“So, Nat, how about a Necromancer Ascending update?”
That’s the current most-frequently-asked question, not only on social media and here at Erindor Press, but even from my colleagues at my day job! However, in order to actually give you that Necromancer Ascending update, I have to talk a little about process first.
Random image off the interwebz. Not the actual cover art.
I’ve written several articles about my writing process over the last few years, and I’ve been interviewed a dozen times or so by people who are all interested in the same thing: What does the process of writing a novel look like?
My answer? Controlled chaos.
Herding the Cats
Whether I’m actively writing or not, I end up with electronic “sticky notes” all over my laptop, various documents on the cloud all containing random ideas and dialogue snippets, a bunch of “canon” documents in a Scrivener project, a hastily charted timeline in Aeon Timeline, maps I put together in Campaign Cartographer, a jumble of thoughts, and a handful of people acting as “external storage” for my memory. It can take a while to wrangle that all together.
And now, the time has come. It’s time to write Necromancer Ascending.
Yeah, yeah, I’m getting there!
Necromancer Ascending Update
See? There’s the header. Ok, here we go…
After my extended break (extended a little longer than planned due to crunch time at my day job), day one of outlining was slow to start but went well. My process involves starting at the end of the story, and I’ve spent the last year contemplating exactly how I’d like to wrap the trilogy up.
Well, if I’m being honest, it’s been on my mind a lot longer than that. Sort of on the back burner of my subconscious, which is where most of my best work happens.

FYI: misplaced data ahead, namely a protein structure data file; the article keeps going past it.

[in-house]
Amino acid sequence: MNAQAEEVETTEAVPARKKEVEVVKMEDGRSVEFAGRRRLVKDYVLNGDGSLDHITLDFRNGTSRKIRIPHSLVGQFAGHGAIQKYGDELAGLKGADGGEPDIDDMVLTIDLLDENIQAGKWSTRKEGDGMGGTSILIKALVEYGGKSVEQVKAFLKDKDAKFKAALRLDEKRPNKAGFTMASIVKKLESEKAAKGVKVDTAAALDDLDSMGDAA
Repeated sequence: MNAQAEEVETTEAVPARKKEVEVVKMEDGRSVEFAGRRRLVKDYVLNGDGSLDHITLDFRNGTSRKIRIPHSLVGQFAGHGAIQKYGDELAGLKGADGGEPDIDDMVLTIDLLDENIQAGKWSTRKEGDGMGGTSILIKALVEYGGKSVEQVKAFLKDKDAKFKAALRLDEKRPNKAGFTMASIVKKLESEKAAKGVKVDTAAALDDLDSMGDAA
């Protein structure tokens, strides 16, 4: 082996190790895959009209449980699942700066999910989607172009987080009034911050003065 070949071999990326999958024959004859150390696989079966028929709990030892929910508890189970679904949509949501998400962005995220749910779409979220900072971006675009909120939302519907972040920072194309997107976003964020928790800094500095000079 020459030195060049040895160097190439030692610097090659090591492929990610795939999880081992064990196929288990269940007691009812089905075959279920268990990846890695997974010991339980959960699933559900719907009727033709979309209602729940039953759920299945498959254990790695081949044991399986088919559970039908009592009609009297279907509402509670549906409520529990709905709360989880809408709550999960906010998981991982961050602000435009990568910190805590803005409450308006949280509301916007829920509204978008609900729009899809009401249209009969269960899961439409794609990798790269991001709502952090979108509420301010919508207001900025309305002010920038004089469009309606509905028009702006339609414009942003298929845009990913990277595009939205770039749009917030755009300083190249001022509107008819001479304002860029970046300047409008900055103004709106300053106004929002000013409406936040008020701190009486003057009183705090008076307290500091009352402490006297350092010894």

So, I dove in and outlined an epilogue that should create the end “mood” I’m shooting for. [Shut up Grammarly! I’m not going to leave off the “ue” on epologue! Ever!]
From here, I’ll spend the next week or so outlining the climax, add the “big picture” plot points as signposts to steer by, do basic character work on any new folks I’ll be adding to the story, create all of the scene cards in Scrivener (and I do mean all of the scene cards…we’re probably looking at 100+, judging from the last two books), take a first pass at arranging the cards by chapter, then probably take a weekend off.
This will most-likely take me about 3 months.
When the 1st draft is complete, I’ll set it aside for 4-6 weeks while I move on to something else. This “cooling off” period is absolutely crucial. I’ll need to reach a state of emotional detachment from the story in order to make the first several revisions in such a way that they serve the story and not myself. Not that my personal interests don’t align with the story’s interests, but the only way to really kill your darlings
is to get out of that state where you feel as if every word is sacrosanct.
Not to be too blunt, but when shit needs cutting…you need to cut the shit, regardless of how clever you think you were when you first wrote the shit that needs cutting.
Once I get the manuscript into a state that represents my best possible effort, the pinnacle of my professional abilities, then and only then do I release it into the wild and share it with my editor and beta readers. Realistically, that will be anywhere from 12 – 18 months from today, providing nothing blows up in my personal or “day job” life.
Then, it’s anywhere from 3 – 6 months of additional revision. During that time period, I’ll hire (re-hire, in this case) my cover designer, start putting together marketing materials, throw a dart at the calendar, format both the print and electronic editions of the book, and then, finally, put it in your hands!
My “best guess” estimate of when that final step will occur? Sometime in early-mid 2019.
And as long and tedious as the process can and will be, it will all have been worth it.
It always is.
There you have it. An official Necromancer Ascending update. 🙂
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Nat Russo is the Amazon #1 Bestselling Fantasy author of Necromancer Awakening.
Nat was born in New York, raised in Arizona, and has lived just about everywhere in-between. He’s gone from pizza maker, to radio DJ, to Catholic seminarian (in a Benedictine monastery, of all places), to police officer, to software engineer. His career has taken him from central Texas to central Germany, where he worked as a defense contractor for Northrop Grumman. He's spent most of his adult life developing software, playing video games, running a Cub Scout den, gaining/losing/gaining/losing weight, and listening to every kind of music under the sun.
Along the way he managed to earn a degree in Philosophy and a black belt in Tang Soo Do.
He currently makes his home in central Texas with his wife, teenager, mischievous beagle, and goofy boxador.